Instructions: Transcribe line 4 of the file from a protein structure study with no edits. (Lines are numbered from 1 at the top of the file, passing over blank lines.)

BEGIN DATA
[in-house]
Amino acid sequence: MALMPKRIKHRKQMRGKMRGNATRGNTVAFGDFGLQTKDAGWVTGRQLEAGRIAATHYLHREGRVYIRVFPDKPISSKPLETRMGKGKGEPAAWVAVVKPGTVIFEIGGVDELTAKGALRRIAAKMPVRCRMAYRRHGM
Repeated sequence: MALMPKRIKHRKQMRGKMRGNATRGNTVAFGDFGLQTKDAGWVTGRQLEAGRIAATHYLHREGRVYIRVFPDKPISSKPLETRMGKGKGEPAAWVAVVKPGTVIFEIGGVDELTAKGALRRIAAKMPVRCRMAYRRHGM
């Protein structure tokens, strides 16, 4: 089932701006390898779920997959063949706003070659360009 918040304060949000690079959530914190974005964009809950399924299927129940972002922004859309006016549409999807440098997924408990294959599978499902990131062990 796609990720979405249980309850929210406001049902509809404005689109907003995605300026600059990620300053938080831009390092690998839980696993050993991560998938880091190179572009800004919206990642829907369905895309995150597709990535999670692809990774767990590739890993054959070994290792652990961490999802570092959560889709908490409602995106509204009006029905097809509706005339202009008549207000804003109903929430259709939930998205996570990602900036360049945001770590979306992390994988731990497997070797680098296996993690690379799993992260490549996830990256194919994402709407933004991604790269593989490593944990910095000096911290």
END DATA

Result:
């Protein structure tokens, strides 16, 4: 089932701006390898779920997959063949706003070659360009 918040304060949000690079959530914190974005964009809950399924299927129940972002922004859309006016549409999807440098997924408990294959599978499902990131062990 796609990720979405249980309850929210406001049902509809404005689109907003995605300026600059990620300053938080831009390092690998839980696993050993991560998938880091190179572009800004919206990642829907369905895309995150597709990535999670692809990774767990590739890993054959070994290792652990961490999802570092959560889709908490409602995106509204009006029905097809509706005339202009008549207000804003109903929430259709939930998205996570990602900036360049945001770590979306992390994988731990497997070797680098296996993690690379799993992260490549996830990256194919994402709407933004991604790269593989490593944990910095000096911290």